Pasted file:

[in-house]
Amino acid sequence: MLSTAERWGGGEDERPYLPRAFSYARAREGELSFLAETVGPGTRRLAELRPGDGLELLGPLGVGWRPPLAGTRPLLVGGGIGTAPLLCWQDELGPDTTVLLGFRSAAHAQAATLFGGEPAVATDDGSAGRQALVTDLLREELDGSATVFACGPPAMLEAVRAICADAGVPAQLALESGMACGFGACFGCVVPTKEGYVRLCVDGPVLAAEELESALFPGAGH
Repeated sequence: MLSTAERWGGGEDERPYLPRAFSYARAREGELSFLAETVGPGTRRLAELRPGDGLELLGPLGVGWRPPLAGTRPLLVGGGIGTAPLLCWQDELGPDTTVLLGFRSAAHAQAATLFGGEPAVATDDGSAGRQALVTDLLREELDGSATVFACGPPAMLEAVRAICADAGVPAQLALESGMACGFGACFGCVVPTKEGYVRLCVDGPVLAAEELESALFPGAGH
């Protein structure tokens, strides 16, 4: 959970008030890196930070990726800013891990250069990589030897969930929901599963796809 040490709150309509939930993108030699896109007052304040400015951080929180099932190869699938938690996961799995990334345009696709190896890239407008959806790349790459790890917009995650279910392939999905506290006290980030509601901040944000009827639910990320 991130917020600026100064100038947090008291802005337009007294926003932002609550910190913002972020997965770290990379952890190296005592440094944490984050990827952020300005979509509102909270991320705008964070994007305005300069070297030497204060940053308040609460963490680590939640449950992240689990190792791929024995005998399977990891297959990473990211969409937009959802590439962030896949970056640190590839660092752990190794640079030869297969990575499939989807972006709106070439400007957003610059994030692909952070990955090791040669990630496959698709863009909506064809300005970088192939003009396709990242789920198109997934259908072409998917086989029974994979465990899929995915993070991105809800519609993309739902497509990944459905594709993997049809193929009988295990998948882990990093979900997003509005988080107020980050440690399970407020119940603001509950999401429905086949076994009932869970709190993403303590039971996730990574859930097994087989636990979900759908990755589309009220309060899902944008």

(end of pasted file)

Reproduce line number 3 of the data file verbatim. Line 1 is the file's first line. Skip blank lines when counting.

Repeated sequence: MLSTAERWGGGEDERPYLPRAFSYARAREGELSFLAETVGPGTRRLAELRPGDGLELLGPLGVGWRPPLAGTRPLLVGGGIGTAPLLCWQDELGPDTTVLLGFRSAAHAQAATLFGGEPAVATDDGSAGRQALVTDLLREELDGSATVFACGPPAMLEAVRAICADAGVPAQLALESGMACGFGACFGCVVPTKEGYVRLCVDGPVLAAEELESALFPGAGH